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Tales of Chichen Itza

Canek had been awaiting a sign but none had come.  His priests had sacrificed a captured boy from an enemy state by throwing him into the sacred cenote to drown, but there was nothing.  The king had called together a game in the ball court--it had lasted hours and both teams had played honorably--the winning captain met his death with no fear.  Still, nothing.

Kukulkan was real, the king knew, as real as the seasons and the harvest--everyone had seen the god's undulating shadow come down the temple steps every spring to bring life to the crops to come.  But, he also knew that the winged serpent was nowhere near as predictable as the stretch of days, so long ago mapped out by the learned men of the Mayan people.

Kukulkan was displeased at him, for taking his finest warriors to Uxmal and taking Sac-Nicte for his own.  She was so beautiful, and she loved him, in a way that Ulil would never know.  But Canek had broken tradition, had broken the laws of the Maya, and for as long as the Itzas had ruled here none had ever done so.  Canek was the first.  And yet he felt no shame, looking upon Sac-Nicte, sleeping idly in their bed.

Ulil was coming, and he was bringing an army with him, one large enough to kill all of his warriors and try to take Sac-Nicte back.  She had already pledged to die before allowing that to happen and the thought of her blood on the limestone made Canek's heart weep.  He thought of throwing himself to his knees, of begging Kukulkan for help, but it would do no good.  The god answered only to sacrifice of blood and if the blood already shed was not enough then Canek would rather...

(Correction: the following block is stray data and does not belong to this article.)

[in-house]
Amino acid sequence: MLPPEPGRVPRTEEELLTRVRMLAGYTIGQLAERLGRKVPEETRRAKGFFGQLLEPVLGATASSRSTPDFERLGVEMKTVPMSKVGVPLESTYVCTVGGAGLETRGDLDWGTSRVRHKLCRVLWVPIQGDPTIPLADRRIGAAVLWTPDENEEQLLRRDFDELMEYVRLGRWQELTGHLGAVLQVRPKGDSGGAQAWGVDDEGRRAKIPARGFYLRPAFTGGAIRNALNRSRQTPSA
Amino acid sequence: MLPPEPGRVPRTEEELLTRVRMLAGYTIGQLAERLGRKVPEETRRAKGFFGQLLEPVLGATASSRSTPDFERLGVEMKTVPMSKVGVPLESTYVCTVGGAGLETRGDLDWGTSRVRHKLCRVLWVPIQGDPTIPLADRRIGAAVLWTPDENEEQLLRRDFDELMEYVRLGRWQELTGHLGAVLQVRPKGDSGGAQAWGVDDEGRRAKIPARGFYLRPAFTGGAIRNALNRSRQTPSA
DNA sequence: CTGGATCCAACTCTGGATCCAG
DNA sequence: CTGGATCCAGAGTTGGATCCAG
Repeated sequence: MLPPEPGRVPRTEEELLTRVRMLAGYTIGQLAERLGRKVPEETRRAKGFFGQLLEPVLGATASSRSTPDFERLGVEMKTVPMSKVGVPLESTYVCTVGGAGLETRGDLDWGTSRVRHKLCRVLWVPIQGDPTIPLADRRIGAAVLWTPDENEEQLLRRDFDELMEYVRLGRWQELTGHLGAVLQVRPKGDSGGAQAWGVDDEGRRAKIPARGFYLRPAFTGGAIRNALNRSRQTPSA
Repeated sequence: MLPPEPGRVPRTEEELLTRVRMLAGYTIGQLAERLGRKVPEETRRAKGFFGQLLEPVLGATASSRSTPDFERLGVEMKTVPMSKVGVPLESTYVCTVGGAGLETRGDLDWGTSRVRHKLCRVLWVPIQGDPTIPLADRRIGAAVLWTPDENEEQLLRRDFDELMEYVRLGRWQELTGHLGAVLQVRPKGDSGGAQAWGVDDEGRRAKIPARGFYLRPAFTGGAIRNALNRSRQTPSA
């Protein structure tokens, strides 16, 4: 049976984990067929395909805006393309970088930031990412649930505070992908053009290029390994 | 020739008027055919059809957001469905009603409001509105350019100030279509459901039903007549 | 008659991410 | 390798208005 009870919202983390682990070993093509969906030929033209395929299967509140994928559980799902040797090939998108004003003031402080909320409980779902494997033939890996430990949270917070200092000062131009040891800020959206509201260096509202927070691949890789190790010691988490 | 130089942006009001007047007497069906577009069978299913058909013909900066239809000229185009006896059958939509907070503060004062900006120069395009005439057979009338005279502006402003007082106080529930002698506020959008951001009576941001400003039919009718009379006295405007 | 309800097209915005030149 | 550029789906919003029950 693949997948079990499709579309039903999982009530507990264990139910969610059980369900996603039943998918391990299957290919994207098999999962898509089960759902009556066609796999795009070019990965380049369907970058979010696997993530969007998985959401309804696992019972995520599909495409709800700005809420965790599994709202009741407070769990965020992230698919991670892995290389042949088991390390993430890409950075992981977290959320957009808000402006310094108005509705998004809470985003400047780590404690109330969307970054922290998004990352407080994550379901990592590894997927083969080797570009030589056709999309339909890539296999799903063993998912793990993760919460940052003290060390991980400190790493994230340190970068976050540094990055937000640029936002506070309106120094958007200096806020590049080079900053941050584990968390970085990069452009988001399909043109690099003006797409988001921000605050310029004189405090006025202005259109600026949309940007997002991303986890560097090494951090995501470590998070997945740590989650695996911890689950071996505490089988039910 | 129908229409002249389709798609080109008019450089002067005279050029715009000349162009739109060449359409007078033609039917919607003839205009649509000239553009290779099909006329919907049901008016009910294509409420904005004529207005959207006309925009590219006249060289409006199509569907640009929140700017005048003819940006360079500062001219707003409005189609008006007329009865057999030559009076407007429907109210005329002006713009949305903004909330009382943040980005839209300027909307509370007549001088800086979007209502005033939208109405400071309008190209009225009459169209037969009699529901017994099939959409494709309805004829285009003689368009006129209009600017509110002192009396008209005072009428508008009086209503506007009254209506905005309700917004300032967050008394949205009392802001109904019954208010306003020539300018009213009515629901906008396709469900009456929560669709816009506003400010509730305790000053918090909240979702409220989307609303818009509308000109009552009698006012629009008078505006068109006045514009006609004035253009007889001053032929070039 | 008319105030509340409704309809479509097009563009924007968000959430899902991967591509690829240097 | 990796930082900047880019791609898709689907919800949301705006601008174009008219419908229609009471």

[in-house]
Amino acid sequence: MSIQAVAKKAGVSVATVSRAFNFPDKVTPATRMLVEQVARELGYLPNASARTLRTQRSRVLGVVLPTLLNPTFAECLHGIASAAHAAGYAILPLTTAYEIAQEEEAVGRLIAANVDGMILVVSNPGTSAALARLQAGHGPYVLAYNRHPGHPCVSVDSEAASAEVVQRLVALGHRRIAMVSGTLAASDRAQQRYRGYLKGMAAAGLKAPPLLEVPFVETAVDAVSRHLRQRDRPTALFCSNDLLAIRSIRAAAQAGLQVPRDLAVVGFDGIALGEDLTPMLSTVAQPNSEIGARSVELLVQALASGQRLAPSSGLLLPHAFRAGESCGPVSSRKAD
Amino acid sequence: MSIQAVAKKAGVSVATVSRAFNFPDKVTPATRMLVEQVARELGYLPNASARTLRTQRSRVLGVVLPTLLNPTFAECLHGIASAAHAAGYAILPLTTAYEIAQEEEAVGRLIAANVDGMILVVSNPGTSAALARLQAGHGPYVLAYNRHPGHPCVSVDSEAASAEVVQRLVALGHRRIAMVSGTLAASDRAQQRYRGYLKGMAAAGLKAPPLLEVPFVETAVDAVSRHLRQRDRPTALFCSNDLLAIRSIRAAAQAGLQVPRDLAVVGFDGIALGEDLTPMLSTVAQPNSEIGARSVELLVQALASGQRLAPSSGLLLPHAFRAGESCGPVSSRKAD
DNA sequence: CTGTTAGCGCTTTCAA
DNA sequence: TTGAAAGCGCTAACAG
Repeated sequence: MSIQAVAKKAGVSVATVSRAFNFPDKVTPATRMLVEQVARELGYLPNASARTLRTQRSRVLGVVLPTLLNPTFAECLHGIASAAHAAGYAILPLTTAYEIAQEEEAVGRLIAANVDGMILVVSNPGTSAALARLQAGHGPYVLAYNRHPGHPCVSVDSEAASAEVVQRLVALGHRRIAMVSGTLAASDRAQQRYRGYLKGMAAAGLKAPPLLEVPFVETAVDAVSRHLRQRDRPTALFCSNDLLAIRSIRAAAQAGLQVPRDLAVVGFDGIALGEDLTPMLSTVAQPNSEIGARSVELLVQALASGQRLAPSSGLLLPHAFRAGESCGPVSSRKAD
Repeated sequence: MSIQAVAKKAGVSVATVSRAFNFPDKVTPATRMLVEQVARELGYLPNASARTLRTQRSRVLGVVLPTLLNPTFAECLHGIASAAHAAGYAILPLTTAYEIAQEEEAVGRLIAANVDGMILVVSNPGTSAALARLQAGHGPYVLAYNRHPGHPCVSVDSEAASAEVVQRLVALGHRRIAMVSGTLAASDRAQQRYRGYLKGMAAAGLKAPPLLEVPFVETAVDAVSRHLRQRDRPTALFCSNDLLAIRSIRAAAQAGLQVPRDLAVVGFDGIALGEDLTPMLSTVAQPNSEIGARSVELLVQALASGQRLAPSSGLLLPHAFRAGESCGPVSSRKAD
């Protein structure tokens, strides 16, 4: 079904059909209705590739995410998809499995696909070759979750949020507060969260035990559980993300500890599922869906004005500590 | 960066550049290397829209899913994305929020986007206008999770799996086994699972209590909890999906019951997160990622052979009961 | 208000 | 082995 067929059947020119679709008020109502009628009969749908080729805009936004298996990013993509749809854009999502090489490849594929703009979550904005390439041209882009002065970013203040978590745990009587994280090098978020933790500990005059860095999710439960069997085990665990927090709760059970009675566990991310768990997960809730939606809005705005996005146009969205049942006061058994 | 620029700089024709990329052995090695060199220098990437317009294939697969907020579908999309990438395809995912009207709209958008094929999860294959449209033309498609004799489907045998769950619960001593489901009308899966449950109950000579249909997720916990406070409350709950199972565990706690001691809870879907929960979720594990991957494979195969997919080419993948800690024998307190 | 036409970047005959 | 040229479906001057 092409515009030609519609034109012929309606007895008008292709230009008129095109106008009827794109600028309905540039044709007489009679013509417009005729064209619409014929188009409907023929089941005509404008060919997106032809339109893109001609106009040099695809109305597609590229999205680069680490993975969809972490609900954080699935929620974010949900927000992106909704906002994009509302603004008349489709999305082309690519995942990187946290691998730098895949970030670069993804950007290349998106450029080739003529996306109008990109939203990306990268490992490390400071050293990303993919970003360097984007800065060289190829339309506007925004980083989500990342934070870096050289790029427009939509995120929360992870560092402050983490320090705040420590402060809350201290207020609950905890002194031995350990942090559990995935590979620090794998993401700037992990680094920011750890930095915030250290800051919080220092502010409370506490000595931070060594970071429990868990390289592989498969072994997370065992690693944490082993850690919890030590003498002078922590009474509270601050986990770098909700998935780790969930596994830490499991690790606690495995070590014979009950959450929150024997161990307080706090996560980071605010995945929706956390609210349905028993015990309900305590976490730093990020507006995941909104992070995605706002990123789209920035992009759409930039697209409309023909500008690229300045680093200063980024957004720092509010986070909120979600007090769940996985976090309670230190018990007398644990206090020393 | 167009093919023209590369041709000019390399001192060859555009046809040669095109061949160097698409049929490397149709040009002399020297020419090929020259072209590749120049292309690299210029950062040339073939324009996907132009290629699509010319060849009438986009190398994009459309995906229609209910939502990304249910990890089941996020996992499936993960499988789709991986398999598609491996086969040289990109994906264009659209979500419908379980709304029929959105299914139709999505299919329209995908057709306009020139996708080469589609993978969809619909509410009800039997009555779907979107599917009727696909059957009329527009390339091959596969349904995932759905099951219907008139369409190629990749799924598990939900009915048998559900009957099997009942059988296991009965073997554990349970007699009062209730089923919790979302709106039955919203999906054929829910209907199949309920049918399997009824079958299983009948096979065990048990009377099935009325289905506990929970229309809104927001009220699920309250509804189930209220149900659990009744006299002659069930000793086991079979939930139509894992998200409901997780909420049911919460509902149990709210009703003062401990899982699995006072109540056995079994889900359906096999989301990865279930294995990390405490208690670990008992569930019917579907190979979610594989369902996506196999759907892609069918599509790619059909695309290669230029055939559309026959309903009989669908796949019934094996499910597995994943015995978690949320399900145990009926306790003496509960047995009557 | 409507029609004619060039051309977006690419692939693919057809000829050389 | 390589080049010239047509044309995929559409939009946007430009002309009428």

He called his priests and his governor.  He had a new plan.  It took less than two days for all of his people to abandon their homes, to melt into the jungle, and find a new place among the outlying villages, far from Ulil's army who would find nothing but an empty city.  It had cost him a kingdom but Canek had Sac-Nicte, and his people lived on. 

As for Kukulcan, thought Canek,  let the ungrateful serpent starve.


Jesus Hat was a Baptist missionary out of Portland, Maine.  He was a broad-shouldered figure in a hat that bore the name of the man he devoted himself to--and he was on holiday to Mexico with his son.  He had a lot of opinions about Playa Del Carmen (It's basically Miami!), certain ancient knowledge (It's antediluvian!  Sons of God!  Giants, man!), and about Latin American countries (The Dominican Republic has some the nicest people in the world!). 

Altogether I rather liked him, despite the fact that I think he and I would never be able to find common ground on politics or religion or whatever else.  But so what?  We all don't need to be perfectly compatible.  We were all taking the same tour and that was common enough ground for today.  The culture war could wait until were both back from vacation. 

Son of Jesus Hat was a harder read.  In his twenties, I got the distinct impression he had reached the point where he just kind of let his dad talk, and chimed in a little with the stuff he agreed with while softly chiding him on the stuff he didn't.  Your standard adult-child-on-vacation-with-parent relationship.  Mostly he was on his phone.


Today was a long day.  7am pickup to 9pm to drop off.  Probably 6 hours total in the bus.  I think it was worth it though.  Crossing Chichen Itza off my list was the main reason I came to Mexico in the first place so it feels good to get it done.  Everything else from here on out is gravy.

I will, however, never understand why tour companies need to 'Value Add' onto tours.  People want to go to Chichen Itza, but there's no straight up tour for that.  I got the bare minimum tour which was a visit to the site, preceded by a visit to what was effectively a giant gift shop (forced by the Mexican government to improve the local economy which was fair enough), and then two hours afterwards for a 3pm lunch and swimming at a sinkhole (it was nicer than it sounds).  I would have rather gone back to the hotel immediately after lunch but no dice. 

Thank goodness I didn't get the deluxe package.  That had a whole extra stop at a historic Catholic church (which we drove by and got the story of anyway).  I get that they want to make it a whole day, but just give the people what they want.


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